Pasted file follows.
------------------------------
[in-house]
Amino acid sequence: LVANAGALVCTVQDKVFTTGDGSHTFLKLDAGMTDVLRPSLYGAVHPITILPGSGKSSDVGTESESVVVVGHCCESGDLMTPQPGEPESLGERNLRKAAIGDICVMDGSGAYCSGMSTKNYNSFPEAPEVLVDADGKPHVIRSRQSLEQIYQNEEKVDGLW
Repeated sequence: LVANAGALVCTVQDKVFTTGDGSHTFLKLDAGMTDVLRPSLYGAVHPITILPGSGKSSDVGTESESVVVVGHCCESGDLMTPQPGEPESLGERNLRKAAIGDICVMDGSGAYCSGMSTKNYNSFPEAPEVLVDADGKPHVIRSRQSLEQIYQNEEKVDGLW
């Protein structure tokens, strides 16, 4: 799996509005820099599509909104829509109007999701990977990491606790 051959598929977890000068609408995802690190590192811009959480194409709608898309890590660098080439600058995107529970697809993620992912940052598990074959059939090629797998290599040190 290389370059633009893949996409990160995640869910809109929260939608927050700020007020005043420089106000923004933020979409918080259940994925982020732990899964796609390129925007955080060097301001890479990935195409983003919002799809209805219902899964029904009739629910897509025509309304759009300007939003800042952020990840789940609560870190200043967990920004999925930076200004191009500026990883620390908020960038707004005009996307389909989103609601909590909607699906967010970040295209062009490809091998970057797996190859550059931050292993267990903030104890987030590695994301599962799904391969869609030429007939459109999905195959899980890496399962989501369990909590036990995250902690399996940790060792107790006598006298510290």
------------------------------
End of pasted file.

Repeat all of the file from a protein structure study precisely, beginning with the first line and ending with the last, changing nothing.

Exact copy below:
[in-house]
Amino acid sequence: LVANAGALVCTVQDKVFTTGDGSHTFLKLDAGMTDVLRPSLYGAVHPITILPGSGKSSDVGTESESVVVVGHCCESGDLMTPQPGEPESLGERNLRKAAIGDICVMDGSGAYCSGMSTKNYNSFPEAPEVLVDADGKPHVIRSRQSLEQIYQNEEKVDGLW
Repeated sequence: LVANAGALVCTVQDKVFTTGDGSHTFLKLDAGMTDVLRPSLYGAVHPITILPGSGKSSDVGTESESVVVVGHCCESGDLMTPQPGEPESLGERNLRKAAIGDICVMDGSGAYCSGMSTKNYNSFPEAPEVLVDADGKPHVIRSRQSLEQIYQNEEKVDGLW
């Protein structure tokens, strides 16, 4: 799996509005820099599509909104829509109007999701990977990491606790 051959598929977890000068609408995802690190590192811009959480194409709608898309890590660098080439600058995107529970697809993620992912940052598990074959059939090629797998290599040190 290389370059633009893949996409990160995640869910809109929260939608927050700020007020005043420089106000923004933020979409918080259940994925982020732990899964796609390129925007955080060097301001890479990935195409983003919002799809209805219902899964029904009739629910897509025509309304759009300007939003800042952020990840789940609560870190200043967990920004999925930076200004191009500026990883620390908020960038707004005009996307389909989103609601909590909607699906967010970040295209062009490809091998970057797996190859550059931050292993267990903030104890987030590695994301599962799904391969869609030429007939459109999905195959899980890496399962989501369990909590036990995250902690399996940790060792107790006598006298510290």